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From Joseph Senecal <>
Subject Re: basic tutorial
Date Mon, 24 Dec 2012 00:26:20 GMT
Actually I have well over 100 tables in the model I use with EOF (similar to Cayenne). Most
of these tables join to other tables in a complex graph of connections. As with Cayenne I've
never had to worry about SQL or editing the configuration by hand. It just works with no effort
on my part. It has been a huge time saver, allowing a small team to work wonders of complex
coding. We can concentrate on the logic of what we want to do and spend time on getting the
data into and out of the database.


On Dec 23, 2012, at 3:00 PM, Michael Jaruska <> wrote:

> i now it but i think there is one big misunderstanding: orm's hasn't been created for
> to make life better but for better abstraction.
> think: try to code db with 100 tables into your code with pure sql and jdbc and try the
> same with orm. yes, you can lead in orm annotation hell but you do it just one time and
> than it just works. with jdbc there should be continuous hell throught all coding.
> orm is good for abstraction, this way it do life better.
> On 23.12.2012 17:23, Richard Frovarp wrote:
>> On 12/22/2012 05:31 PM, Michael Jaruska wrote:
>>> hmm, i was in hope not to make spam but instead of (short) point to some notes
>>> about using cayenne without modeler but just hand-editing xml files there was
>>> about xml and editing them by hand. i'm editing xml by hand for more than 10
>>> without problems and there's more efective formats for machines than xml.
>>> btw: in cayenne i'm beginner, hibernate, ibatis etc i'm using for years and
>>> yes, i (and in fact all my colleagues) am editing xml's by hand.
>>> from this point of view, programmers of modeler are programming in wrong way...
>> I used to edit SQL by hand for years. I've even hand created mapping from SQL results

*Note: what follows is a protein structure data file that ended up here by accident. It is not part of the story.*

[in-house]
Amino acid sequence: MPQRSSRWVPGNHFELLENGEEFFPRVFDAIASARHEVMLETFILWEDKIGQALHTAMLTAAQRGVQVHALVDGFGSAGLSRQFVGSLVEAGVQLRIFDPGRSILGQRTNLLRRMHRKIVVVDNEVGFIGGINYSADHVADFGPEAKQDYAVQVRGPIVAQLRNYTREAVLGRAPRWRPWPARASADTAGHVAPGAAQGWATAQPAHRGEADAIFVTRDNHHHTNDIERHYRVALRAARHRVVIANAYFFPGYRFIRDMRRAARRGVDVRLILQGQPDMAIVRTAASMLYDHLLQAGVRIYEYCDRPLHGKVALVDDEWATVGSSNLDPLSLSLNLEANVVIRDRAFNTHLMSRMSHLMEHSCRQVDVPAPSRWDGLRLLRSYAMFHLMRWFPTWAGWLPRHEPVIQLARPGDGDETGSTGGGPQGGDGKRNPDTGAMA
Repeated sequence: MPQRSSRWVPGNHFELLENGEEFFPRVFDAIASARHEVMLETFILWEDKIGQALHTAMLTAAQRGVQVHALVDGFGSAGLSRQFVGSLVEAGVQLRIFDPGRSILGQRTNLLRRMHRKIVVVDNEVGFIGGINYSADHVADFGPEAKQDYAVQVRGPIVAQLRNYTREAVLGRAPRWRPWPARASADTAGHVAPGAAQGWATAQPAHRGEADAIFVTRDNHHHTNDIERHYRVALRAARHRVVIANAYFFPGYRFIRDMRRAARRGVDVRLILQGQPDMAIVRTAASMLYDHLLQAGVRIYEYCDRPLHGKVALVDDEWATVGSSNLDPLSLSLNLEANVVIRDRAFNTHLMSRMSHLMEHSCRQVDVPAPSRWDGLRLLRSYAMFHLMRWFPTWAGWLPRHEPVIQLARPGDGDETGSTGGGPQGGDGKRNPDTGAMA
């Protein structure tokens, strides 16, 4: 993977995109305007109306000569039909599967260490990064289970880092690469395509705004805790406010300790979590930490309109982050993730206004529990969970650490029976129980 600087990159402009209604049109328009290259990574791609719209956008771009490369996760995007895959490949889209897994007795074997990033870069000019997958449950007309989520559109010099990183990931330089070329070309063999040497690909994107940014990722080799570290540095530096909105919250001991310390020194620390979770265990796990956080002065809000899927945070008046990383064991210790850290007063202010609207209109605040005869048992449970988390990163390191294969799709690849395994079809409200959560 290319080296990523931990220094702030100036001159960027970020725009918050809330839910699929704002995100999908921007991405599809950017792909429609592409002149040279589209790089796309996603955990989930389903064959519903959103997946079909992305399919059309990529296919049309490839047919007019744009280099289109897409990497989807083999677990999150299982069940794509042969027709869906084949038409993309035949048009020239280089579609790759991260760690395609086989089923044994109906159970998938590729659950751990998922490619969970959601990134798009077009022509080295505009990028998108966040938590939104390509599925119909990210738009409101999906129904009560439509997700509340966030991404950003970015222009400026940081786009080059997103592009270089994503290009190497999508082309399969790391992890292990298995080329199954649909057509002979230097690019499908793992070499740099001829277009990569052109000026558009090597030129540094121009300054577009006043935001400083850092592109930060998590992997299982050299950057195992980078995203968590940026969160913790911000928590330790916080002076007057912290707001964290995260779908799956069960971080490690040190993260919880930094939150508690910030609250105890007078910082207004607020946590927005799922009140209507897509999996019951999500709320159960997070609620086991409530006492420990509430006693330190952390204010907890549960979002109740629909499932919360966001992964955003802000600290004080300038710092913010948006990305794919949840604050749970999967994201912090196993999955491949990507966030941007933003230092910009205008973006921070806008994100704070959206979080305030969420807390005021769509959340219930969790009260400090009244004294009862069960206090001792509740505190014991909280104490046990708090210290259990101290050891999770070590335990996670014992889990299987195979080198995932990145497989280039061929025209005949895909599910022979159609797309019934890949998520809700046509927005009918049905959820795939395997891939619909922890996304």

into objects. I'm sure we all have. The whole point of ORMs is to make
>> life easier. I believe the Cayenne community takes a different approach to all of
this than many other systems. I haven't seen this explicitly state, but this
>> is the general feeling I get.
>> There's a famous talk about how ORMs suck. One of my sys admins sent it to me a couple
of years ago, but I can't find it now. In it, the speakers goes off on a
>> rant about how ORMs were supposed to make life better, easier for the developer.
Then he shows some annotation hell from Hibernate, and asks at what point did
>> we decide that those annotations were better than straight SQL?
>> With Cayenne we get to skip the SQL, we get to skip writing code (as it is generated),
and we get to skip the horrible annotations (it doesn't use them). That
>> leaves us with the XML document to generate the code, to do our SQL. Honestly, I
think I would rather do straight SQL than have to generate the XML. That's what
>> you have to do in Torque. On of the things that makes Cayenne stand apart is that
modeler. The modeler is accurate and quick. I can get in, do what I need to
>> do, and get on with more interesting parts of my code.
>> In this way the developers of the modeler has done exactly what I want, something
quick, simple, and less error prone than doing SQL, annotations, or XML directly.
>> Like others have said, if you want to do it by hand, use the modeler as a tutorial.
You can quickly figure out what it is doing by diffing your changes as you
>> go. There are times when editing by hand is advantageous, with the modeler providing
validation. Other developers can pick up your changes in commit messages
>> fairly well.

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